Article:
So, whatever your approach will be, it needs to be very flexible because you will need to adapt it to a huge extent to your specific, individual interview question. And yes, it is your approach which needs to be flexible to make it fit to the case question, and not the other way round.

(This is exactly what case interviewers hate when candidates use standard frameworks – when candidates use the framework as they are, and try making the case question fit to the framework instead the other way round. Otherwise, nothing is wrong for case interviewer when you are using standard frameworks!)


In general, I can see two different approaches for this stage of the case interview:

Approach #1: Get your hands on some overall case interview structures (like Victor Cheng's Case Interview Frameworks slides, and in addition it is worth reading Victor Cheng's approach on case interview frameworks on his website).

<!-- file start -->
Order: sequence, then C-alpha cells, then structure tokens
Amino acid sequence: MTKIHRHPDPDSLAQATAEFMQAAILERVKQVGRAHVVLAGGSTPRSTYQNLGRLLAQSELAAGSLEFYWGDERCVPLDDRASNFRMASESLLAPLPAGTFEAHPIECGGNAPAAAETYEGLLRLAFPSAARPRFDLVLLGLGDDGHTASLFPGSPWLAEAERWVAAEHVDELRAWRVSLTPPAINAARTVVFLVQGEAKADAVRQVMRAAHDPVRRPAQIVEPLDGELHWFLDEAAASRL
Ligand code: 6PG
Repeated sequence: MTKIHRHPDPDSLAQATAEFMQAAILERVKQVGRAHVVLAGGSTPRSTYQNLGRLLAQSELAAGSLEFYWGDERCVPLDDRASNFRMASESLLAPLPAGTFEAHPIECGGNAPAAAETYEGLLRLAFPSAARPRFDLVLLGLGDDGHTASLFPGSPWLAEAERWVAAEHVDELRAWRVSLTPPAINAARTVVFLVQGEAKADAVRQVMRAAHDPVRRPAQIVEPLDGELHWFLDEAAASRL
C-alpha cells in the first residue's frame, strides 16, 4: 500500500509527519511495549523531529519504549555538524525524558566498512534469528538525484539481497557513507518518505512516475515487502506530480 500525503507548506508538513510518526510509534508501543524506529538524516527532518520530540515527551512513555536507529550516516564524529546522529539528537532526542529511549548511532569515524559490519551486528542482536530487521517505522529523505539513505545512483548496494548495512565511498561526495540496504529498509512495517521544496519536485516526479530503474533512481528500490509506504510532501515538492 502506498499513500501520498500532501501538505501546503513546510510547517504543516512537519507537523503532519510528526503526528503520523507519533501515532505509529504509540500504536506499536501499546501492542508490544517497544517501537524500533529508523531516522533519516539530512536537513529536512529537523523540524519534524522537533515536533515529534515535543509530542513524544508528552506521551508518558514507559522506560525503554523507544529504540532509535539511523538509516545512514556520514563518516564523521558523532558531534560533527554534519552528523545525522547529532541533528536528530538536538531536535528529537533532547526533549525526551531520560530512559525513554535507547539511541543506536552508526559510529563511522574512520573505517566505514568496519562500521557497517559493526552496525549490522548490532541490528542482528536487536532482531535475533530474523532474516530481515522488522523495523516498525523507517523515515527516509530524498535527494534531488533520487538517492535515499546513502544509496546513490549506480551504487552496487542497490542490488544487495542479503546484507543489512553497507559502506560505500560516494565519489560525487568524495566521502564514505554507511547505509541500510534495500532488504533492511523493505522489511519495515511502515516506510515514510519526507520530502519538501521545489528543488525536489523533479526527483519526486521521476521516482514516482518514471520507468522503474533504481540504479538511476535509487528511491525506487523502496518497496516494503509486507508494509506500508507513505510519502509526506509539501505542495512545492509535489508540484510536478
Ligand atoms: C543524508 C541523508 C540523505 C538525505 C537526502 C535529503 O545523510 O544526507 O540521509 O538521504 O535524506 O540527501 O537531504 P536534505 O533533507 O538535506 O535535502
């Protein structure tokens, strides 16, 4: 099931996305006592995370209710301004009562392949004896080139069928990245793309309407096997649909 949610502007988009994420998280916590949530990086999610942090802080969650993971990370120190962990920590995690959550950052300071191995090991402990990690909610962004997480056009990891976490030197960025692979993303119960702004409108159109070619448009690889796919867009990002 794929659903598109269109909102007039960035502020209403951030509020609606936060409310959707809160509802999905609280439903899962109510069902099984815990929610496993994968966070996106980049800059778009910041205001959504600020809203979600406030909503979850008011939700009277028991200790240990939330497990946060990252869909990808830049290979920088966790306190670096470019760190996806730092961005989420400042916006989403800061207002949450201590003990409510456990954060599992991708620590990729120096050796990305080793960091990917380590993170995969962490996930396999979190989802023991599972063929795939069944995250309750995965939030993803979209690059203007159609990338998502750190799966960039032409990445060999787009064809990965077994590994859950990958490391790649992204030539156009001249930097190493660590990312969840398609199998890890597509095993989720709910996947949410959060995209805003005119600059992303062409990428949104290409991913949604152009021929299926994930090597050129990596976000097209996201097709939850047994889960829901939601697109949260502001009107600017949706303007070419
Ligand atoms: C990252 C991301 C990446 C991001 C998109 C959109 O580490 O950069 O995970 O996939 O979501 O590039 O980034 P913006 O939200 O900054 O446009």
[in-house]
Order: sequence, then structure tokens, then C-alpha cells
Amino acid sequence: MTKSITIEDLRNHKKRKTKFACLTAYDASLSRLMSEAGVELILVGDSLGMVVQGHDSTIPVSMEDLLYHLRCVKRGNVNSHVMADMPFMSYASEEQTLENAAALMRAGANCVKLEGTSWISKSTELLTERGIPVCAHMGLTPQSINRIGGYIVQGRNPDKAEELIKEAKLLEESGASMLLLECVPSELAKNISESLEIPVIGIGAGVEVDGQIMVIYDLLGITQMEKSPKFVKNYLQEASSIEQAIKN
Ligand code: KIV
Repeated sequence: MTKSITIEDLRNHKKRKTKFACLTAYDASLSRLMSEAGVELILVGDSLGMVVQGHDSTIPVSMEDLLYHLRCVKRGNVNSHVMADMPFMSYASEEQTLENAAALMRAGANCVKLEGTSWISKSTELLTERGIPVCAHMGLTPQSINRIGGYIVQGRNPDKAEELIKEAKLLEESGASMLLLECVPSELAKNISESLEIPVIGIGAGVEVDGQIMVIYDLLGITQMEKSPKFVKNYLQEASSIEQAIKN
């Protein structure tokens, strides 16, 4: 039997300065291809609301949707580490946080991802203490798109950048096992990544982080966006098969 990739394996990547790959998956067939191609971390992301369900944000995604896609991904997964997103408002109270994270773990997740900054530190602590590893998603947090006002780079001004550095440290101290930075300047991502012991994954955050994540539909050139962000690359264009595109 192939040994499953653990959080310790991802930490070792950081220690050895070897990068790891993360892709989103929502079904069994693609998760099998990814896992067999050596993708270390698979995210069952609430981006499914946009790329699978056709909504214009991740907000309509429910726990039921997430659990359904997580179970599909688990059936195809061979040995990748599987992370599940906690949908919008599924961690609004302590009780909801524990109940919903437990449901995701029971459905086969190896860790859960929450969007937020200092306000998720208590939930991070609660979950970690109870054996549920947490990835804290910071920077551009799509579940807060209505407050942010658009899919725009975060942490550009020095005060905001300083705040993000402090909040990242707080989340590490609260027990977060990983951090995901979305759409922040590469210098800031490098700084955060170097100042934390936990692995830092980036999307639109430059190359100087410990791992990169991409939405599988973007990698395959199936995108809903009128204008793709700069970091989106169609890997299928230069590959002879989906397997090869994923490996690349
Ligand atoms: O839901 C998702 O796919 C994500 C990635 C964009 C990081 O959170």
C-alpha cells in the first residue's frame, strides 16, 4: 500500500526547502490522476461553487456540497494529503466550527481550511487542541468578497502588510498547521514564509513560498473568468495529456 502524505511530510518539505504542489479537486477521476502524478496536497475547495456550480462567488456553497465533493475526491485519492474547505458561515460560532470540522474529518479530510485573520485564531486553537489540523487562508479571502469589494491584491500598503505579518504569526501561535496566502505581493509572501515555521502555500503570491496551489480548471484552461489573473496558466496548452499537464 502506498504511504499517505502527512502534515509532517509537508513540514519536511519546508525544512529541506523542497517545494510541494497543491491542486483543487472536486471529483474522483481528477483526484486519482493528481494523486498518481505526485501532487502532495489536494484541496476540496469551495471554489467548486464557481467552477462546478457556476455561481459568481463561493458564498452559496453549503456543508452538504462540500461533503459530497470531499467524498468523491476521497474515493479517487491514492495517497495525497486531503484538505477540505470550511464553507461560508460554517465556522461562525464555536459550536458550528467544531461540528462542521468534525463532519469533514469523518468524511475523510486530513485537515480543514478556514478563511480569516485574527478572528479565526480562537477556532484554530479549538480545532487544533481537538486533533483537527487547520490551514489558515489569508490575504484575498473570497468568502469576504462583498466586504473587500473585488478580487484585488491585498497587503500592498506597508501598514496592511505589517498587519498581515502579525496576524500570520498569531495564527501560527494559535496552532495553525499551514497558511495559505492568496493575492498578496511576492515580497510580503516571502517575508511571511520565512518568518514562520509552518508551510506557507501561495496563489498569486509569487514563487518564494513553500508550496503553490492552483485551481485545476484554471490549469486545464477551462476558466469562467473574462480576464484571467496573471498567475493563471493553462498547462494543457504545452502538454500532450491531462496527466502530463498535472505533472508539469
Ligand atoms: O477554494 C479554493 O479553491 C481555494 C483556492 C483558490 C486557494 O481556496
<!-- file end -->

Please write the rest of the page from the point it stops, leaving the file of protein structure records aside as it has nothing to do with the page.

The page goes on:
Approach #2: Based on your case interview experience (i.e. having solved dozens of case interviews and having read through even much more of them) you can also try to develop the first level of your case interview structure (or in other words, the main areas or buckets you want to investigate) 100% individually from scratch. It probably really takes a lot of experience to do this well – but the good thing is that you can easily combine this approach #2 with approach #1 at any time!


Whatever approach you are using, this will mainly get you to the first and second level of your structure. However, this won’t be enough to impress your interviewers – depending on the specific case question, it is usually favored to have at least one more level of structure.